• AWS Guard Duty continuously monitors AWS accounts, instances, serverless and containers workloads, users, databases and storages for potential threats. They expose threats quickly using anomaly detection, Machine Learning (ML), behavioural modelling and threat intelligence feeds from cloud providers and leading third parties. 
  • Amazon Detective simplifies investigation and helps security teams conduct faster and more effective investigations. 
  • Macie is a data security service that uses ML and pattern matching to discover and help protect sensitive data. 
  • Fraud Detector is a fully managed service using ML to enable customers to identify potentially fraudulent activities and catch more digital fraud faster. 
  • CodeGuru Security is a static application security testing (SAST) tool that combines ML and automated reasoning to identify vulnerabilities in code, providing recommendation fixes 
  • Amazon Lookout for Metrics uses ML to detect and diagnose anomalies within business and operational data. It helps to reduce false positives, diagnose root causes and seamlessly integrate with databases and storage services.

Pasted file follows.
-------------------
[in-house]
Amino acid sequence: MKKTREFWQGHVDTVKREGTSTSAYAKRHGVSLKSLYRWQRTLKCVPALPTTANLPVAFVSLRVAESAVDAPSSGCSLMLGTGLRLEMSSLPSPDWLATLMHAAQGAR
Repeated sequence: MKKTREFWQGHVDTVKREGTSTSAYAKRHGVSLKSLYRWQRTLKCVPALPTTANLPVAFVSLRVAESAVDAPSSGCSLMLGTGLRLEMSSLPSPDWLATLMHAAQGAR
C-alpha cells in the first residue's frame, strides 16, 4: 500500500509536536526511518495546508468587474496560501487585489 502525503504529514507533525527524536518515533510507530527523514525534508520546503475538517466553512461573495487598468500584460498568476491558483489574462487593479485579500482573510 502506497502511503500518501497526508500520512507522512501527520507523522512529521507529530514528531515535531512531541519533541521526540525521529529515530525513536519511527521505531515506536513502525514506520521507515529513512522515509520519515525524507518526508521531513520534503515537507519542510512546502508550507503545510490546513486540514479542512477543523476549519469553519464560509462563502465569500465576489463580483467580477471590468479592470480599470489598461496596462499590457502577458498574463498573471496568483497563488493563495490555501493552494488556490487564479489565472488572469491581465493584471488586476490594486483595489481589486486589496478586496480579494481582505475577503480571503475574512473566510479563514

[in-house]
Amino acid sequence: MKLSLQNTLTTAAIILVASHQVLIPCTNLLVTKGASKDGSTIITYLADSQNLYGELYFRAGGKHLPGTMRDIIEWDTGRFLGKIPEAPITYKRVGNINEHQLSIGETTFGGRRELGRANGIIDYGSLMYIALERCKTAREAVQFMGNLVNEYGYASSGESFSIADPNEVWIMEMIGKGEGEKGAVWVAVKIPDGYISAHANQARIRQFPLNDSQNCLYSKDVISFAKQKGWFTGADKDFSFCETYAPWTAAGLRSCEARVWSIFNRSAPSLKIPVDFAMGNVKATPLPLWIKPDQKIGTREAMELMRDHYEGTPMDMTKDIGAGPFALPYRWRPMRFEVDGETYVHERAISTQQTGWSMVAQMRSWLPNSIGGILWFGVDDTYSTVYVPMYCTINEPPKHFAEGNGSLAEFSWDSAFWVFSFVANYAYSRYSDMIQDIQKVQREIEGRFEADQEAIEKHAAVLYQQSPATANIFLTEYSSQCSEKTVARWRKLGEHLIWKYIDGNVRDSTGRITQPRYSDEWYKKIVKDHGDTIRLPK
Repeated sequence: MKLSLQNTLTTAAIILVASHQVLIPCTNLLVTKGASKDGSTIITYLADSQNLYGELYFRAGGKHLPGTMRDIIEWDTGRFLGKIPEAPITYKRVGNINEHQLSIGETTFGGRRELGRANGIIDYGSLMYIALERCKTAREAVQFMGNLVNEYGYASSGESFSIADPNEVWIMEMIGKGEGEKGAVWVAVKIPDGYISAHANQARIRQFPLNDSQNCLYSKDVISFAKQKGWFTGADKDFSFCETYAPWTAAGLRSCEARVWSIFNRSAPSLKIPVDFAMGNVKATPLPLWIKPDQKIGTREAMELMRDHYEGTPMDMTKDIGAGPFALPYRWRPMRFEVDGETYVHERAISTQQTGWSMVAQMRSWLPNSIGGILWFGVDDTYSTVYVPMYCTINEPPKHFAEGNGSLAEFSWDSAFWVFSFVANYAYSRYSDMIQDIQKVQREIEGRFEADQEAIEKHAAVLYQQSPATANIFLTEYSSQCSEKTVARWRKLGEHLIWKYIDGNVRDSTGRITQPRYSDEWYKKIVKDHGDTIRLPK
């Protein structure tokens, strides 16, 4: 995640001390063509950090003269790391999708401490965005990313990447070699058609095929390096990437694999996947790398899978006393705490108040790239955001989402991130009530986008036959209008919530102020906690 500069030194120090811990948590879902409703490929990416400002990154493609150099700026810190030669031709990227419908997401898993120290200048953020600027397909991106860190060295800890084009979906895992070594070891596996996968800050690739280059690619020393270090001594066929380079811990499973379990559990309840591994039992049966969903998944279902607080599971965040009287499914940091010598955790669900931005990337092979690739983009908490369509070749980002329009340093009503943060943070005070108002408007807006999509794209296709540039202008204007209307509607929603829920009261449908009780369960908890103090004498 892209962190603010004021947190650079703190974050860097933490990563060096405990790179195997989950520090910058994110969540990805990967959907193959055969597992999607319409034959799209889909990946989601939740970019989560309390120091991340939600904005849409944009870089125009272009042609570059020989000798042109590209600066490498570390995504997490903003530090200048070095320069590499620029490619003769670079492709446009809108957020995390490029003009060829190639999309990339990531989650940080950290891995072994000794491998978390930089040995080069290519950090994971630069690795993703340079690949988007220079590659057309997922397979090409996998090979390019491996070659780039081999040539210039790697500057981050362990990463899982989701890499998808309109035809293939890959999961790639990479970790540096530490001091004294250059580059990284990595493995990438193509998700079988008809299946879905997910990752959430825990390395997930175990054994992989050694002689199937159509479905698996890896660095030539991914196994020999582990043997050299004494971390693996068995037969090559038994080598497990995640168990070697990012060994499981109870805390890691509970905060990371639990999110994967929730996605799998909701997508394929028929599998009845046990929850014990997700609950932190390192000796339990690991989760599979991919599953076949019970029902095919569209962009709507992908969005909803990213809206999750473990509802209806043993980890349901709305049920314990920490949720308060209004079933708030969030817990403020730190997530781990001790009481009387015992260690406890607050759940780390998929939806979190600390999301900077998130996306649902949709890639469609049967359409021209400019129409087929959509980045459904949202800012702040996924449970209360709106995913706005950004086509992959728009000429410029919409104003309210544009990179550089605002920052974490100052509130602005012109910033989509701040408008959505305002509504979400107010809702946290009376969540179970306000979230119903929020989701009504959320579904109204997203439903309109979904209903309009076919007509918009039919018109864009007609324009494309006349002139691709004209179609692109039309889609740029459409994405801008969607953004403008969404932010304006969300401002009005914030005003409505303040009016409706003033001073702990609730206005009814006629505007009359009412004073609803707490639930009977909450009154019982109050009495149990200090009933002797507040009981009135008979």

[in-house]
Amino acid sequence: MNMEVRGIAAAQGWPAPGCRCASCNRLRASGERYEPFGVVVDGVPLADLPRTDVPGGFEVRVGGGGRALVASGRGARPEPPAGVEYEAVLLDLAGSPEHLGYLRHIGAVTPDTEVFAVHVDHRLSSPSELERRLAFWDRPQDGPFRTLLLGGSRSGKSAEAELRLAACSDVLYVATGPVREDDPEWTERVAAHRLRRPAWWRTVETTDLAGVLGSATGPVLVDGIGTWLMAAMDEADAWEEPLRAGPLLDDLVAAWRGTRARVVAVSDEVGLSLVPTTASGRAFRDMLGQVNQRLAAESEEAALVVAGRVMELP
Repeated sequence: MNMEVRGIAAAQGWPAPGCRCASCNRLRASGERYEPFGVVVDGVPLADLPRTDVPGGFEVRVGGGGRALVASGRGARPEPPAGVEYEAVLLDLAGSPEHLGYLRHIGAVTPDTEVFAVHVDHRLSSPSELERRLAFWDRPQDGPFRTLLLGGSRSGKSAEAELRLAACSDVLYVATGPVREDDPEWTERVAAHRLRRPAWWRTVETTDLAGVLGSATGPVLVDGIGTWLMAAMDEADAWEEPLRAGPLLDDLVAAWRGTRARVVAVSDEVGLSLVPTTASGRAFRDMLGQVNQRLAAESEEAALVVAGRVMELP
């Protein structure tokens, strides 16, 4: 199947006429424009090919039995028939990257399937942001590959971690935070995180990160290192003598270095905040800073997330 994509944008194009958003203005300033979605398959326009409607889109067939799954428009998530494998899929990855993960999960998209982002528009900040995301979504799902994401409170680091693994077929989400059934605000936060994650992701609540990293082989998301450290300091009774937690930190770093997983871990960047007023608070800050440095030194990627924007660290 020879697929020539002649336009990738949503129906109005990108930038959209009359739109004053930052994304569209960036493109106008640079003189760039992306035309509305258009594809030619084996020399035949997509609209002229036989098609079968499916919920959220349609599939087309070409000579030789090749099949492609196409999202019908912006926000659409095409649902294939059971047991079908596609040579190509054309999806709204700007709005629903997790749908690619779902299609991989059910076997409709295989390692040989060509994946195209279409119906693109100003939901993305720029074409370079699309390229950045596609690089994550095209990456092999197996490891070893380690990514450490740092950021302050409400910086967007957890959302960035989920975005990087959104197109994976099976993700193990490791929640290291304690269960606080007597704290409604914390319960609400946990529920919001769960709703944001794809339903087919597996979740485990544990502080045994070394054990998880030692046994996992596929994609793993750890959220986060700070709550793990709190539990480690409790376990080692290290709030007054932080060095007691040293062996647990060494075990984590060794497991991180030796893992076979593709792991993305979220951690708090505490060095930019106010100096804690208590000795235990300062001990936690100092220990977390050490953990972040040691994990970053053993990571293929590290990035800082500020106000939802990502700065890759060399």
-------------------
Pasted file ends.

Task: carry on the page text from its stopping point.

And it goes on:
• DevOps Guru uses ML to detect abnormal operating patterns to identify operational issues before they impact customers.
  • SageMaker builds, deploys and trains enterprise’s own machine learning models. 

Strength in numbers for a cyber-secure cloud 

It is important to understand the division of responsibilities between cloud providers and customers when it comes to cloud security.

Cloud providers are responsible for securing the global infrastructure that runs their services, as well as the security of their own cloud services. This includes the security of hardware, software, networking and facilities. 

The cloud provider also offers security resources and tools to help its customers protect their data and applications. On the other hand, customers are responsible for ensuring their cloud resources are secure. They must introduce measures to protect their data, including encrypting sensitive information both at rest and in transit.

It is essential for customers to implement security controls for their applications, such as access control and input validation. Lastly, customers must monitor their cloud resources for any security threats and respond promptly to incidents.